The title flight officer was a military rank used by the United States Army Air Forces during World War II. It was also an air force rank in several Commonwealth nations where it was used for female officers and was equivalent to the rank of flight lieutenant. The term flight officer is sometimes used today to describe job title positions as aircrew members.
A flight officer is a member of the aircrew of an aircraft who is responsible for specific functions. The flight officer may function as the navigator, responsible for planning the journey, advising the pilot while en route, and ensuring that hazards or obstacles are avoided. The flight officer may also be responsible for operating aircraft mission/weapon systems, including mission planning, mission timing, threat reactions, aircraft communications, and hazard avoidance. In the United States Navy and Marine Corps and formerly United States Coast Guard, officer aircrew members responsible for operating airborne weapon and sensor systems are called naval flight officers. The title of flight officer is also used for police officers who serve as pilots in law enforcement aviation units.
United States Army
Flight officer was a United States Army Air Forces rank used during World War II, from 1942 to 1945; the rank being created on Sep 10, 1942 On 5 November 1942 military glider pilots were commissioned flight officers after the completion of their training. The new rank insignia was nicknamed "the blue pickle".
The rank is equivalent to Warrant Officer Junior Grade (WOJG) which is today's Warrant Officer (NATO grade: W-1). Enlisted and aviation cadet trainees who successfully passed air qualification training were appointed as Flight Officers and served as rated pilots, navigators, flight engineers, bombardiers and glider pilots. At the end of World War II, the Army Air Forces discontinued the use of the rank of flight officer. All of the service's flight officers had either been promoted to commissioned officer ranks during the course of the war or discharged.
In the late 1940s, following the creation of the separate US Air Force in 1947, the United States Army required more pilots. However, congressionally-imposed commissioned officer strength levels prevented pilot expansion. The Army requested authority to establish the Flight Officer/Warrant Officer program. This proposal was rejected because the Army already had three groups of personnel – -enlisted, warrant officer and commissioned officer. As a fall back position, the Department of the Army decided that the grade of flight officer was in reality a Warrant Officer grade with a restriction to the Warrant Officer Junior Grade rank (WOJG).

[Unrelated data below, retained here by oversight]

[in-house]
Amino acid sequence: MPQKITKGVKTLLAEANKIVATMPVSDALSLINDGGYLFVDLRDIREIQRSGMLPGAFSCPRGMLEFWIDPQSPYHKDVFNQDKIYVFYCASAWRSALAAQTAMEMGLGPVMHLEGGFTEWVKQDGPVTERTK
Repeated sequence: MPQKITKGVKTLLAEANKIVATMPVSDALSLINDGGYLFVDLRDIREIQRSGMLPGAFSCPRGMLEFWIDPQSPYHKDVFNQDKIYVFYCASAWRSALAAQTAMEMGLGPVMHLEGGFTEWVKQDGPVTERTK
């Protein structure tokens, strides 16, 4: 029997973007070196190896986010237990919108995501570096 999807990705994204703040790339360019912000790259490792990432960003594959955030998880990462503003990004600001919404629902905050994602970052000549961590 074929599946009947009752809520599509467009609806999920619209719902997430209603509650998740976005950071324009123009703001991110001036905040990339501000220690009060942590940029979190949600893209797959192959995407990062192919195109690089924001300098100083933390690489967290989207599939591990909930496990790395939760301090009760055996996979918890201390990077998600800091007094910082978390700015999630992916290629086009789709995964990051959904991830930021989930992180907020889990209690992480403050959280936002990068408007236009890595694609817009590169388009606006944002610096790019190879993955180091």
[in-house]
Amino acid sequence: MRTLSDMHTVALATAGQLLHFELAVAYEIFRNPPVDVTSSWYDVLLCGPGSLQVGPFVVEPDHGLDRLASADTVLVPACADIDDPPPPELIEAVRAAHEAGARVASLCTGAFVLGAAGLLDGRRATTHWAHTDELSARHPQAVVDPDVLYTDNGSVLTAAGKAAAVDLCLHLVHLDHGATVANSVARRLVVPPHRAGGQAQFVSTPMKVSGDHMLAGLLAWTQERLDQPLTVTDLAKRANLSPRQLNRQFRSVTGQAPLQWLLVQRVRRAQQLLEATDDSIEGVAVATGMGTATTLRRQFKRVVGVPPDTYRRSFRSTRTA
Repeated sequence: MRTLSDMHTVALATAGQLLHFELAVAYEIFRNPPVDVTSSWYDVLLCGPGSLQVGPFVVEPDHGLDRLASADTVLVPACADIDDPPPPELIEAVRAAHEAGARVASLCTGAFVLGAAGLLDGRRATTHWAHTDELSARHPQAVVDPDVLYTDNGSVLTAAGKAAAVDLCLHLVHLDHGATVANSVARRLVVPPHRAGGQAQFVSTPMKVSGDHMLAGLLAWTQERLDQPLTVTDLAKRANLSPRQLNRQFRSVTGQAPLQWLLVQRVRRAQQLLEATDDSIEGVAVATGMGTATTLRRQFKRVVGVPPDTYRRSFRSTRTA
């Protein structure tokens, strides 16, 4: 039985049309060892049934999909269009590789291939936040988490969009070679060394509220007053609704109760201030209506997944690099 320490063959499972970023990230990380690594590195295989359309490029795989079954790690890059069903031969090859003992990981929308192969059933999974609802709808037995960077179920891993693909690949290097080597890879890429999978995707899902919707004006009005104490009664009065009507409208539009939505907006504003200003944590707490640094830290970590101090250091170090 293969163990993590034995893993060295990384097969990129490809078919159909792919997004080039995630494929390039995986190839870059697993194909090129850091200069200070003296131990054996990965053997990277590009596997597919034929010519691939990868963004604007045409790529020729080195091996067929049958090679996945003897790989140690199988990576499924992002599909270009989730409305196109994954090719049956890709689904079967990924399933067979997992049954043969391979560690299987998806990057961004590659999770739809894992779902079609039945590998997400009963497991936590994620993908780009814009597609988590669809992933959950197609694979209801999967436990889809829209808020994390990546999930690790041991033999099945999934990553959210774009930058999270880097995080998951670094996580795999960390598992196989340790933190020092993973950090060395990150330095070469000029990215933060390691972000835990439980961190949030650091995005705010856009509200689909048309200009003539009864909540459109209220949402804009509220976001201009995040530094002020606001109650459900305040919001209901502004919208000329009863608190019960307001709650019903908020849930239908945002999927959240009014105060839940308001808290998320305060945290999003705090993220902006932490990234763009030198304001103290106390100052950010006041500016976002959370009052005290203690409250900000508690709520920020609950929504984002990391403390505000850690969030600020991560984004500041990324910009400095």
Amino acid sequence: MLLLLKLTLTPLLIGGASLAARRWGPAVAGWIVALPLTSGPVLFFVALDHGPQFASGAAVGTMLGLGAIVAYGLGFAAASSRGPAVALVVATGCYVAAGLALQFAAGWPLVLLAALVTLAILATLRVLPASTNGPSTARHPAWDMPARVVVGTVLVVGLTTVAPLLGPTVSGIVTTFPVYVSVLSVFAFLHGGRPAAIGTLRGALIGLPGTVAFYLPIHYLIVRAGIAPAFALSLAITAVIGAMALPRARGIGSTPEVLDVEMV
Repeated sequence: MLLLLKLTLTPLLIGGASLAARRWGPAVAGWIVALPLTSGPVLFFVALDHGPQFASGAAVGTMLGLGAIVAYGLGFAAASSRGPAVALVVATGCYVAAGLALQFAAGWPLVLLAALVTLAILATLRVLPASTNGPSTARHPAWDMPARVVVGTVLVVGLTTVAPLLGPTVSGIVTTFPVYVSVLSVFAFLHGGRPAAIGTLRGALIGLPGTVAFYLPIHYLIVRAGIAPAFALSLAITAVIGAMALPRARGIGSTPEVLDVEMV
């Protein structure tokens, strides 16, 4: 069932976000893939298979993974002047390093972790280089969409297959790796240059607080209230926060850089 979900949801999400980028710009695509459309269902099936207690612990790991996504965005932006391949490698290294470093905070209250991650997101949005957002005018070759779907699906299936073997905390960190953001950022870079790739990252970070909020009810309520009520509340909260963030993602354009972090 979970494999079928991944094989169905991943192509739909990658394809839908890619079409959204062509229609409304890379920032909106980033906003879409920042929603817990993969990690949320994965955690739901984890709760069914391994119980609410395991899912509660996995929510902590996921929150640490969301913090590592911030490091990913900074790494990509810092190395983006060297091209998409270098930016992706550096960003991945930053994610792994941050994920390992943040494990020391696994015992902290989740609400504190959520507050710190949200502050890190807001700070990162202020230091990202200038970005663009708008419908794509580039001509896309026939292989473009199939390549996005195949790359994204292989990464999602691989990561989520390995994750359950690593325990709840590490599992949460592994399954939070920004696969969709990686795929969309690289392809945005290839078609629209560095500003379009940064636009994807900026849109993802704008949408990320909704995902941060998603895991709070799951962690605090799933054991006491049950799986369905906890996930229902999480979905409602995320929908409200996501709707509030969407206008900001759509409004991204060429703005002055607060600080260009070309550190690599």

The Warrant Officer Flight Program was begun in 1949 and the first pilots graduated in 1951. Most of the Warrant Officers were trained to fly helicopters; the Army had begun a helicopter pilot training course for officers in 1948. Flight Warrant Officer Candidates had to be between the ages of 18 and 28 when they began training, though they could begin training if they were about to have their 18th or hadn't yet had their 29th birthday.
Army commissioned- and warrant officer pilots were under the Transportation Corps from 1947 to 1983, after which Army Aviation had its own branch. They were only allowed artillery spotting, reconnaissance, and casualty evacuation roles, as the Air Force had a lock on everything else.
Civil Air Patrol
The rank of flight officer was re-instituted by the United States Air Force's civilian Auxiliary, the Civil Air Patrol (CAP), in the mid-1980s, replacing the former ranks of warrant officer and chief warrant officer, new entrants for which had been eliminated by the Air Force in 1959 and discontinued with the retirement of the last USAF chief warrant officer in the Air Force Reserve in 1992. CAP Officers between the ages of 18 and 20 are eligible for promotion to the ranks of flight officer, technical flight officer and senior flight officer. Requirements for promotion to each grade is generally the same as for promotion to CAP second lieutenant, first lieutenant, and captain, respectively.
Flight officer was established as a rank equivalent to flight lieutenant in the women's air services of several Commonwealth nations. The rank was used by the British Women's Auxiliary Air Force (WAAF) and its successor, the Women's Royal Air Force (WRAF), until 1968, and by Princess Mary's Royal Air Force Nursing Service (PMRAFNS) until 1980. It was also previously used in the Women's Royal Australian Air Force, which was absorbed into the Royal Australian Air Force in 1977.
- Aircrew (Flight crew)
- "History of the Warrant Officer". United States Army Warrant Officer Association. Retrieved 2007-03-18.
- pp. 92–93 Okerstrom, Dennis R. Project 9: The Birth of the Air Commandos in World War II University of Missouri Press, 8 Jul 2014